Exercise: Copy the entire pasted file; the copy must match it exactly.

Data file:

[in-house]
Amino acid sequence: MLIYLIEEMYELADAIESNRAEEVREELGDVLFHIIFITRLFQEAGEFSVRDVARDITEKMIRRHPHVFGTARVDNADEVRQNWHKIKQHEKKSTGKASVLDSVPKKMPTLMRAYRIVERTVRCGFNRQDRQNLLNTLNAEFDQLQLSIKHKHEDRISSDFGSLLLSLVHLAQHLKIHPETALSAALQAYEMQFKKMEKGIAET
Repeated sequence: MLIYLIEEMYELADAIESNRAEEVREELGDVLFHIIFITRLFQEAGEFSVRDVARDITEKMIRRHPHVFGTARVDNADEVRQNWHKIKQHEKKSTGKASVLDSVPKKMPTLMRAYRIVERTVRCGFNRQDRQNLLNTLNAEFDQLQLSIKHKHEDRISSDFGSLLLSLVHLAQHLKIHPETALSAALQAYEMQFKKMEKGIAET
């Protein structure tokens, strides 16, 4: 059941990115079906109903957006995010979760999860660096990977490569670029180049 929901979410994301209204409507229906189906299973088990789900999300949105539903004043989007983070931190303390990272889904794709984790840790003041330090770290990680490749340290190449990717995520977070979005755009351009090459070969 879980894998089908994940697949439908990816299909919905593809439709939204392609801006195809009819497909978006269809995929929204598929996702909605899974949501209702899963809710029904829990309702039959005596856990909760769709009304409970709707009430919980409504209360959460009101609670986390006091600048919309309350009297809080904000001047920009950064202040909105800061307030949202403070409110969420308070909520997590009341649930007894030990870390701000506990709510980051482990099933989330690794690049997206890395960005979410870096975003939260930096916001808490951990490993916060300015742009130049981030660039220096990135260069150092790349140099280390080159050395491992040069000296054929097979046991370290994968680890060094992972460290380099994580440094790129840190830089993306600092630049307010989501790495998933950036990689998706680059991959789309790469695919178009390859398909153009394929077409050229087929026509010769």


[in-house]
Amino acid sequence: MLIYLIEEMYELADAIESNRAEEVREELGDVLFHIIFITRLFQEAGEFSVRDVARDITEKMIRRHPHVFGTARVDNADEVRQNWHKIKQHEKKSTGKASVLDSVPKKMPTLMRAYRIVERTVRCGFNRQDRQNLLNTLNAEFDQLQLSIKHKHEDRISSDFGSLLLSLVHLAQHLKIHPETALSAALQAYEMQFKKMEKGIAET
Repeated sequence: MLIYLIEEMYELADAIESNRAEEVREELGDVLFHIIFITRLFQEAGEFSVRDVARDITEKMIRRHPHVFGTARVDNADEVRQNWHKIKQHEKKSTGKASVLDSVPKKMPTLMRAYRIVERTVRCGFNRQDRQNLLNTLNAEFDQLQLSIKHKHEDRISSDFGSLLLSLVHLAQHLKIHPETALSAALQAYEMQFKKMEKGIAET
């Protein structure tokens, strides 16, 4: 059941990115079906109903957006995010979760999860660096990977490569670029180049 929901979410994301209204409507229906189906299973088990789900999300949105539903004043989007983070931190303390990272889904794709984790840790003041330090770290990680490749340290190449990717995520977070979005755009351009090459070969 879980894998089908994940697949439908990816299909919905593809439709939204392609801006195809009819497909978006269809995929929204598929996702909605899974949501209702899963809710029904829990309702039959005596856990909760769709009304409970709707009430919980409504209360959460009101609670986390006091600048919309309350009297809080904000001047920009950064202040909105800061307030949202403070409110969420308070909520997590009341649930007894030990870390701000506990709510980051482990099933989330690794690049997206890395960005979410870096975003939260930096916001808490951990490993916060300015742009130049981030660039220096990135260069150092790349140099280390080159050395491992040069000296054929097979046991370290994968680890060094992972460290380099994580440094790129840190830089993306600092630049307010989501790495998933950036990689998706680059991959789309790469695919178009390859398909153009394929077409050229087929026509010769």